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Fwd: Smithsonian Folklife Festival "The SIlk Road" for those interested in the ME

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  • Tatsushu .
    Okay, this is strange. I learned about this from friends in OERTHA (that s Alaska, for those of you who don t know). Sounds cool, I ll have to find out more.
    Message 1 of 1 , Apr 2, 2002
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      Okay, this is strange. I learned about this from friends in OERTHA (that's
      Alaska, for those of you who don't know). Sounds cool, I'll have to find
      out more.

      -Ii

      >To view the entire article, go to
      > >
      > >http://www.washingtonpost.com/wp-dyn/articles/A49130-2002Apr1.html
      > >
      > > >
      > > >The Silk Road Comes to Town
      > > >
      > > >By Jacqueline Trescott
      > > >
      > > >
      > > >
      > > >
      > > >For the first time in its 36 years, the Smithsonian
      > > Folklife
      > > >Festival will be dedicated to a single subject: an
      > > exploration
      > > >of the ancient Silk Road, the trade route that
      > > linked Asia and
      > > >Europe, and its influence of its cultures on
      > > American life
      > > >today.
      > > >
      > > >From June 26 to 30 and July 3 to 7, visitors to the
      > > National
      > > >Mall can tour a range of exhibits focused on the
      > > cultures that
      > > >flourished along the road from the time of
      > > Alexander the Great
      > > >until the 14th century A.D. At the Capitol end of
      > > the Mall will
      > > >be a pavilion built to look like the Nara Gate of
      > > Japan, and at
      > > >the Washington Monument end will be a likeness of
      > > the Venice
      > > >Piazza.
      > > >
      > > >The annual Smithsonian festival, which last year
      > > drew 1 million
      > > >visitors, generally focuses on two states as well
      > > as a
      > > >particular craft -- woodworking, pottery or the
      > > like. But this
      > > >year it will break tradition with the help of a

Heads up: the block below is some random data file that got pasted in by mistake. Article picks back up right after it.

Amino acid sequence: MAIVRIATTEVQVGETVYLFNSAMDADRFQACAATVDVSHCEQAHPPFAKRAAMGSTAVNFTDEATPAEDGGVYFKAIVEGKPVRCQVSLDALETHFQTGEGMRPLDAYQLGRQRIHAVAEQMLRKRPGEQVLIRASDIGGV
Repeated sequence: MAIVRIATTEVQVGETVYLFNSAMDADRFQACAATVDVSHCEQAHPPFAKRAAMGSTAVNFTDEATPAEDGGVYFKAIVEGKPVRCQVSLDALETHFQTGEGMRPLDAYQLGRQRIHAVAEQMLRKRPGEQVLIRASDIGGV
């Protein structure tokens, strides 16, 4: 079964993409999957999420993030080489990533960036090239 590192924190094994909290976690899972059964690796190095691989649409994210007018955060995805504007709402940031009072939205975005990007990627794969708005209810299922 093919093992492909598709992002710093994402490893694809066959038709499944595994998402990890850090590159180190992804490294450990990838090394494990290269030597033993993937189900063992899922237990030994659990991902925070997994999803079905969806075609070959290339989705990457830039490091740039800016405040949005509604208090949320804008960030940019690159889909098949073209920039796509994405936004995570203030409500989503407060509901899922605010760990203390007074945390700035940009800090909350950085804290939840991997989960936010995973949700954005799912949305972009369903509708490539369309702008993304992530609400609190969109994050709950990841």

> > very
      > > >distinguished consultant, the cellist Yo-Yo Ma.
      > > >
      > > >In 1998 Ma organized the Silk Road Project, a
      > > collaboration of
      > > >artists who are telling the vast region's story
      > > through
      > > >concerts and cultural festivals.
      > > >
      > > >"What this festival can do is create an experience
      > > that is
      > > >personal," Ma said. Familiarity with the Silk Road
      > > is not
      > > >necessary. "You can come with a lot or a little,
      > > but the
      > > >question is: What do you leave with?"
      > > >
      > > >Ma, along with his Smithsonian partners and various
      > > curators,
      > > >does not want the festival to become an instant
      > > classroom.
      > > >
      > > >"It's not: Do you know the capital of Kazakhstan
      > > and can you
      > > >spell Kazakhstan? I want you to know what it feels
      > > like to live
      > > >someplace else. It's getting to know a world, the
      > > humanity of
      > > >it all. People have always been smart and creative.
      > > Also we
      > > >want to capture that sense of adventure, and what
      > > has motivated
      > > >that sense of adventure," Ma said.
      > > >
      > > >The details of the Folklife Festival, called "The
      > > Silk Road:
      > > >Connecting Cultures, Creating Trust," and the
      > > unusual
      > > >approaches will be announced at a news conference
      > > today.
      > > >
      > > >The event has attracted three principal sponsors,
      > > which are
      > > >also underwriting Ma's project: the Aga Khan Trust
      > > for Culture,
      > > >Ford Motor Co. and Siemens, the German
      > > conglomerate. At a
      > > >possible cost of $6 million, the bill would be
      > > about double
      > > >the usual for a Folklife Festival.
      > > >
      > > > Contributing to the complexity of organizing the
      > > festival is
      > > >the participation of a dozen countries, including
      > > several
      > > >former Soviet republics.
      > > >
      > > >"This is much more complicated than a program on
      > > New
      > > >Hampshire," said Richard Kennedy, the festival
      > > co-curator and
      > > >an expert on South Asian and Southeast Asian